Saturday, January 15, 2011
Post #200! Past, Present and Future at After the Harvest!
Hello After the Harvest readers! I hope you are having a great day and enjoying some tasty food and drink with some good people. If this is your first visit to After the Harvest, welcome! I can't believe it, but this is my 200th post! Thank you to everyone who has been with me thus far on my journey.
I felt this might be a fitting time to chat about what After the Harvest is, why I do what I do, and what I have planned for the future. So, I invite you to take a little trip with me through the past, present and future, and why not help me raise a glass to post #200! I couldn't have done it without you.
Photo Credit: Flickr User Styggiti
As my new Projects Page discusses, I am going to be expanding After the Harvest through various projects that will benefit people, food related initiatives and the environment. I understand that with these projects, I am essentially asking for help in many forms, one being donations, (at least with Project #1 anyhow), so with this in mind, I wanted to speak directly to my readers. Not all of the projects will require financial donations, but if you'd like to help out with any of the future After the Harvest Projects, it might be nice to know who and what you're helping, right? Thus, the how, what and why of After the Harvest:
I started After the Harvest in August of 2009 because I had moved from Toronto back to the Ottawa area, and was looking for work. There is only so much job-searching one person can do without yearning to use her time in a different way! I figured if I got out and interviewed some people I might make connections, and new ideas would take shape. So, I started blogging, and After the Harvest was born. I have always known that I love to write, so that was a no-brainer. I was inspired by the myriad of foodie experiences that I had been a part of during my time in Toronto, so I decided to write about food and drink. I stumbled across an extremely inspiring blog that instantly felt like home to me, and it gave me the confidence to keep blogging.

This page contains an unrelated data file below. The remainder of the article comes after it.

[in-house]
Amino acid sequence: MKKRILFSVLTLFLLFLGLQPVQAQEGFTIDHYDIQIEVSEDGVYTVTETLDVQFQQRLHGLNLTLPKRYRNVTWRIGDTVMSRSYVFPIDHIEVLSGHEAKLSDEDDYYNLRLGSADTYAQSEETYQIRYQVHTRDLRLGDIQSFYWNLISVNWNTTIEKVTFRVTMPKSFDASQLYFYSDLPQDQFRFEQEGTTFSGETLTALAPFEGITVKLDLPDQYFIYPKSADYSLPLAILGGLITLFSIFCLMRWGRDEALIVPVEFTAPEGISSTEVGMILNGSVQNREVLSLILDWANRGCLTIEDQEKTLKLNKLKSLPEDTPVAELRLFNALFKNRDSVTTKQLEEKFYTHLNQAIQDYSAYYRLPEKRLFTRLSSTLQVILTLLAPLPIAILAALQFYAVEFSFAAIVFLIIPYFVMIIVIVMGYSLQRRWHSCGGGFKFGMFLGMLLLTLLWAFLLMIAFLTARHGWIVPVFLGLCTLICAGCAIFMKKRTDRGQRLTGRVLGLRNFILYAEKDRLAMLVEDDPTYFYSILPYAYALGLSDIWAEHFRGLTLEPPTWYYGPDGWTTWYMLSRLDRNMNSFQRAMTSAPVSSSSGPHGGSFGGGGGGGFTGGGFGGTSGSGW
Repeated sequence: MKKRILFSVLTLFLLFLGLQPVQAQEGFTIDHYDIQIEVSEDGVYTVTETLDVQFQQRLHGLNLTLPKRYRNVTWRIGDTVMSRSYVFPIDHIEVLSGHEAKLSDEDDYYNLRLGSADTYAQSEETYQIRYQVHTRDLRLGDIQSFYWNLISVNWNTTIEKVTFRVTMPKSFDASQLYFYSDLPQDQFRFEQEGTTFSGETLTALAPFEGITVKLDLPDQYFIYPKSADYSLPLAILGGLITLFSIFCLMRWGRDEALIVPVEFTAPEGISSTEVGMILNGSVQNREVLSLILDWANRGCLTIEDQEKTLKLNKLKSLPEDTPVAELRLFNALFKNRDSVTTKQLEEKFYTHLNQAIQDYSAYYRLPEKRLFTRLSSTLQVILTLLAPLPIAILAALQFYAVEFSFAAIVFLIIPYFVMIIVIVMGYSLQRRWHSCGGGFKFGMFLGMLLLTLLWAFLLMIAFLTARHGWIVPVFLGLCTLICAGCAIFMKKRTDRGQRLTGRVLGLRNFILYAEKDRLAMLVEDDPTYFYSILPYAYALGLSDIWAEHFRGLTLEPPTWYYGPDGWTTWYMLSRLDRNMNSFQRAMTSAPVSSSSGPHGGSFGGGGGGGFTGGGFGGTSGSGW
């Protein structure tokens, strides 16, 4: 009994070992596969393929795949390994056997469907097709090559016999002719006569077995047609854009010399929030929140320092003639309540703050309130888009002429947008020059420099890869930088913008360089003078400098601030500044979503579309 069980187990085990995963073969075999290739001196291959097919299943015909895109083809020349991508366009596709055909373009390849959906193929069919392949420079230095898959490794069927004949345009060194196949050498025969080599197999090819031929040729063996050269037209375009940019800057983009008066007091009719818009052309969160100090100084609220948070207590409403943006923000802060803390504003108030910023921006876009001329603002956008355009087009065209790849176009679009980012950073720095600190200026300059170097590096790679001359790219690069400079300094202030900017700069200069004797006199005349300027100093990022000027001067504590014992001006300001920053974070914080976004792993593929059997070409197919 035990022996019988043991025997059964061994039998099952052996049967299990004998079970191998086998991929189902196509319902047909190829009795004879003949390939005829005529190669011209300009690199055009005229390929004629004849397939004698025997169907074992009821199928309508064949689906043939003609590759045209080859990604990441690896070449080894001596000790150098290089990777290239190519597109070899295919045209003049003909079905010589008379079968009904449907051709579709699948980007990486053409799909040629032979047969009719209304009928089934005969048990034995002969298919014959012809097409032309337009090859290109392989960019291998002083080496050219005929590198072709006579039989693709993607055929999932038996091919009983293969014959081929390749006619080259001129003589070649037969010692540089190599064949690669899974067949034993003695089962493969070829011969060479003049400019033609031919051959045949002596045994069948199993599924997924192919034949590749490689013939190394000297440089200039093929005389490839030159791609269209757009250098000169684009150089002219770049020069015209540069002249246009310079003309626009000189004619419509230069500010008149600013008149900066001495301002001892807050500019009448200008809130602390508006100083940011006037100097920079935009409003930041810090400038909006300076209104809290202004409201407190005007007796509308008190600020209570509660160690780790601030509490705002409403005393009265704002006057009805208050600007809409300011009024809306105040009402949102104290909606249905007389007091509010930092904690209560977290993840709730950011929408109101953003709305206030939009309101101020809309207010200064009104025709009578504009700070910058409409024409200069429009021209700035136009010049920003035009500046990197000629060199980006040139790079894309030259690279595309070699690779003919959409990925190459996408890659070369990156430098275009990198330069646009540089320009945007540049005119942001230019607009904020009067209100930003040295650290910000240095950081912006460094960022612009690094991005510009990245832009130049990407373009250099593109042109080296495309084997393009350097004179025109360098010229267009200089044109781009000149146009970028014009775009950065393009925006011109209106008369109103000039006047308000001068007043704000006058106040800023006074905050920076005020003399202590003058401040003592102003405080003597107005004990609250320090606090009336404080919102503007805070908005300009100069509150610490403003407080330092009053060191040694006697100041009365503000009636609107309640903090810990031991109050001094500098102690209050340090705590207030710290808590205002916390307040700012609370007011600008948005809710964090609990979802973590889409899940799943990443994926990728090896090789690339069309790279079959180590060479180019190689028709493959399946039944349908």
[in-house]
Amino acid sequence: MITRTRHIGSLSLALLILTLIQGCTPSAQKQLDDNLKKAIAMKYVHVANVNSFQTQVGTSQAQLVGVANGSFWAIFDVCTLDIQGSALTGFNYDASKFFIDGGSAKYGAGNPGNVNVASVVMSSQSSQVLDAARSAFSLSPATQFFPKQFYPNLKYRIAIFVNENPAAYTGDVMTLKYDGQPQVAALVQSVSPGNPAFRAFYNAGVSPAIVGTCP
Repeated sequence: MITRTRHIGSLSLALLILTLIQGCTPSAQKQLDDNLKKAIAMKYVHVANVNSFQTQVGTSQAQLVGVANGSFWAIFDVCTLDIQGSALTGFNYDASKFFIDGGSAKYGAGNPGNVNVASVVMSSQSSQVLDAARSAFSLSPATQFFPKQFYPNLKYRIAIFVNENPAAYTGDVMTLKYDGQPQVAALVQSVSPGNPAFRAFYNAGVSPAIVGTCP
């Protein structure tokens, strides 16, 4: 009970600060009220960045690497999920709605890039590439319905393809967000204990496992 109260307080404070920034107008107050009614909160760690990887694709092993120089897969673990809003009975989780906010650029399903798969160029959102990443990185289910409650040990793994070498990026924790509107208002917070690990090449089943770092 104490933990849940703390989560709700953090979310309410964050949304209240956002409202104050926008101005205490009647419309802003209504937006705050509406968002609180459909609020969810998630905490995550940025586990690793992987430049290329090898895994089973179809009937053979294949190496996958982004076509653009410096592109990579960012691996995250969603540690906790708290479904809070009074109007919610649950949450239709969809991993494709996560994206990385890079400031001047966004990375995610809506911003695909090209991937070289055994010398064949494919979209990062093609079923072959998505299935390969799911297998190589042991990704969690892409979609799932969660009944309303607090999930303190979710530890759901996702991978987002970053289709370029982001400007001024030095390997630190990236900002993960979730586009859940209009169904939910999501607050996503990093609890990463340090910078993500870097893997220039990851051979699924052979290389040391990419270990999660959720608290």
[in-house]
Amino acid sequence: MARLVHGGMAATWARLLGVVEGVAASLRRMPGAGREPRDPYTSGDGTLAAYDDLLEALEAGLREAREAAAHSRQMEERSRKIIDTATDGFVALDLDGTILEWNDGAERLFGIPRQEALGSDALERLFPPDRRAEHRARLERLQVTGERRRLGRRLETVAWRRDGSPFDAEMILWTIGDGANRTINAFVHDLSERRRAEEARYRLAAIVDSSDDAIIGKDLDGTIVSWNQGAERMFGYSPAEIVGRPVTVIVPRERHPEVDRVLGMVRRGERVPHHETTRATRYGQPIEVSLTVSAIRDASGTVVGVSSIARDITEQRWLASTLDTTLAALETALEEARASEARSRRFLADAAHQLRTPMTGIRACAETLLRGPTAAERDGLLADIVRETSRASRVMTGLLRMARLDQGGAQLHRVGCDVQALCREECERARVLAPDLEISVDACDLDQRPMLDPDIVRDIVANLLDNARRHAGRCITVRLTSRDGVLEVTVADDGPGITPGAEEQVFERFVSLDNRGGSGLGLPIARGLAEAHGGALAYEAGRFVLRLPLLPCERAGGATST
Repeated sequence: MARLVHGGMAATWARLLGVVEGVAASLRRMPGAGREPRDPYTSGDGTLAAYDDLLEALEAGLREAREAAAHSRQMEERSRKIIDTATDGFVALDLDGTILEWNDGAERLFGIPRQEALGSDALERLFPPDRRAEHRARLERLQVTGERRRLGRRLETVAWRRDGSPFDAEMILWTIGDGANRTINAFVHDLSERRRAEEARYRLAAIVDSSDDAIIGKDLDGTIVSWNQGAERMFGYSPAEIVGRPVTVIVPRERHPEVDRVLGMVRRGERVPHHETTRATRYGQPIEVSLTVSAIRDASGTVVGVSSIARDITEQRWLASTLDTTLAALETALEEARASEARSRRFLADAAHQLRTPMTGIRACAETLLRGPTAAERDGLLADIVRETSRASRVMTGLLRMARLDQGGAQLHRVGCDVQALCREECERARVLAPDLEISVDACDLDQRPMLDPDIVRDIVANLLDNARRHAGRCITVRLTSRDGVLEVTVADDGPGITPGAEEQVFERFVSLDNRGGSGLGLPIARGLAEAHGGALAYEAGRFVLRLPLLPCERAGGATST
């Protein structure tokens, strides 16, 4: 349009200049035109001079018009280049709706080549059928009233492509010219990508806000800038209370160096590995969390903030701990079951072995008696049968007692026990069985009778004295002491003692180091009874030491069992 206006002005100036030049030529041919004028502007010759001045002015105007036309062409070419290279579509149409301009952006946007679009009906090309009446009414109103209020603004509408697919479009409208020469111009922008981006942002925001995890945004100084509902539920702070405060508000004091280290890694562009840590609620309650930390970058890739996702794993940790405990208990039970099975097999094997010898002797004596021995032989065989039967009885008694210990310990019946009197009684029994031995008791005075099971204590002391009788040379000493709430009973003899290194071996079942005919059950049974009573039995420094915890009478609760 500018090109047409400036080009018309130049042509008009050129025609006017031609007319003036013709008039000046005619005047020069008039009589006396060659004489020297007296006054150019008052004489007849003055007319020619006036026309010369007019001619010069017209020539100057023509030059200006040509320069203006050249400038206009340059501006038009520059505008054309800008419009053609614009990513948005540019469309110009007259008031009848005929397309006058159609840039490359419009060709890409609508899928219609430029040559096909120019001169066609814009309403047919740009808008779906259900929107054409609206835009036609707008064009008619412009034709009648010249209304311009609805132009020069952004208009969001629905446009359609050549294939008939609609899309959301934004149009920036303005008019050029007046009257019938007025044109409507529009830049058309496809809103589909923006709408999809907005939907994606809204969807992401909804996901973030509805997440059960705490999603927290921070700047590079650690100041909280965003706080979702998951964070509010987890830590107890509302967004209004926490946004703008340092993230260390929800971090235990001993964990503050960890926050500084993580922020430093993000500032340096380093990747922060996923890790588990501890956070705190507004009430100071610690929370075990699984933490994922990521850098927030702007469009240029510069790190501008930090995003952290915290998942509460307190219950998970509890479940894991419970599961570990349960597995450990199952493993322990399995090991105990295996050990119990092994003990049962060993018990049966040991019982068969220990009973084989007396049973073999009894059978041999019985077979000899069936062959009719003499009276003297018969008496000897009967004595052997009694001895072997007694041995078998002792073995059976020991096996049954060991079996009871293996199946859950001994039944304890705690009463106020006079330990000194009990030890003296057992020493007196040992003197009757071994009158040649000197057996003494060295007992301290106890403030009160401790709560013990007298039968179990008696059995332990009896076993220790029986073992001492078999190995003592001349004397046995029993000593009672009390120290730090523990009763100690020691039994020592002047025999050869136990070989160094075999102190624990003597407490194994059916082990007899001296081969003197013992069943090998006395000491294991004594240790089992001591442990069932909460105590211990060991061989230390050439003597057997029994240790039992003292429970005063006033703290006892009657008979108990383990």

I didn't know anything about blogging when I started. I learned as I went. I encourage all of you to start your own blog about something you enjoy -- it is so much fun and very rewarding. I don't think you need to follow any rules -- I certainly don't! When I first started, people told me, "You have to post every day", and "You have to have lots of pictures -- lots of food porn". At first because I wasn't working, I did have the time to post frequently, but I wasn't sure if my photos were good enough to publish. But, as I went along, I got better, and although I'm no professional, I can point and shoot and I am really starting to enjoy photography. Obviously I don't post every day, and some of my photos are not my own, but that is all ok! In the end, I don't think anyone can tell you "how to blog". Just blog however you want! That's the beauty of self-publishing.
Not every blog is alike, and not every food blog is alike. Some food bloggers review restaurants, some provide comprehensive culinary guides to cities, some share homemade recipes or wine picks, and some relate personal stories of life on the farm. We are all different, and we all do what we do for different reasons. I love that the internet is so vast that it holds space for all of us.
When I began blogging, the first story that really got me going was the one about Jesse from Vegetable Patch. I didn't know anyone in Ottawa, but I called Jesse up and asked him if I could join him in the garden for a few hours. He was instantly gracious and obliged. More people should spend a few hours or a day in a vegetable garden -- it is really fun! Right away I knew I was on the right track, deciding to write about people who had a passion for food, whether they were growing it, cooking it, serving it or fighting for food issues. I am grateful to everyone thus far who has agreed to spend time with me and answer my questions -- everyone I've ever profiled or interviewed has been absolutely gracious and willing to share. Thank you! You are all an inspiration!
Like I said in my "About Me" section -- I have always been passionate about food. I love how it connects people, serves people and brings them together in a universal way.
Photo via The Lemon Kitchen